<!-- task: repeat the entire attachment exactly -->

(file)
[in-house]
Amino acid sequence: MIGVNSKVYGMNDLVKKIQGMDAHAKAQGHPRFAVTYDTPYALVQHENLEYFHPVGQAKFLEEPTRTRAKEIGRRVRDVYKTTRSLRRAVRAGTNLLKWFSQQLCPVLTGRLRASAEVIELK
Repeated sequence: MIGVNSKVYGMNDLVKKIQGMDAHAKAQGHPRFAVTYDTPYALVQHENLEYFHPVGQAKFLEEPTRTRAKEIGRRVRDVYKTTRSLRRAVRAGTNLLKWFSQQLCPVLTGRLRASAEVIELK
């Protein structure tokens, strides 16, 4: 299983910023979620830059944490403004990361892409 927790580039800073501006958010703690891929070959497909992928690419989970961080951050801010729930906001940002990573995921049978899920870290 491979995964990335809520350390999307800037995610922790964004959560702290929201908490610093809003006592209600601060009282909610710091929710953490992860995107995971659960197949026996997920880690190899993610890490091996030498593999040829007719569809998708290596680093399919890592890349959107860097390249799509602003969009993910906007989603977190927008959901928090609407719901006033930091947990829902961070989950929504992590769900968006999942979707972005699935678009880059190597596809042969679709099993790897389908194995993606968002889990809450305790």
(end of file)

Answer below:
[in-house]
Amino acid sequence: MIGVNSKVYGMNDLVKKIQGMDAHAKAQGHPRFAVTYDTPYALVQHENLEYFHPVGQAKFLEEPTRTRAKEIGRRVRDVYKTTRSLRRAVRAGTNLLKWFSQQLCPVLTGRLRASAEVIELK
Repeated sequence: MIGVNSKVYGMNDLVKKIQGMDAHAKAQGHPRFAVTYDTPYALVQHENLEYFHPVGQAKFLEEPTRTRAKEIGRRVRDVYKTTRSLRRAVRAGTNLLKWFSQQLCPVLTGRLRASAEVIELK
């Protein structure tokens, strides 16, 4: 299983910023979620830059944490403004990361892409 927790580039800073501006958010703690891929070959497909992928690419989970961080951050801010729930906001940002990573995921049978899920870290 491979995964990335809520350390999307800037995610922790964004959560702290929201908490610093809003006592209600601060009282909610710091929710953490992860995107995971659960197949026996997920880690190899993610890490091996030498593999040829007719569809998708290596680093399919890592890349959107860097390249799509602003969009993910906007989603977190927008959901928090609407719901006033930091947990829902961070989950929504992590769900968006999942979707972005699935678009880059190597596809042969679709099993790897389908194995993606968002889990809450305790």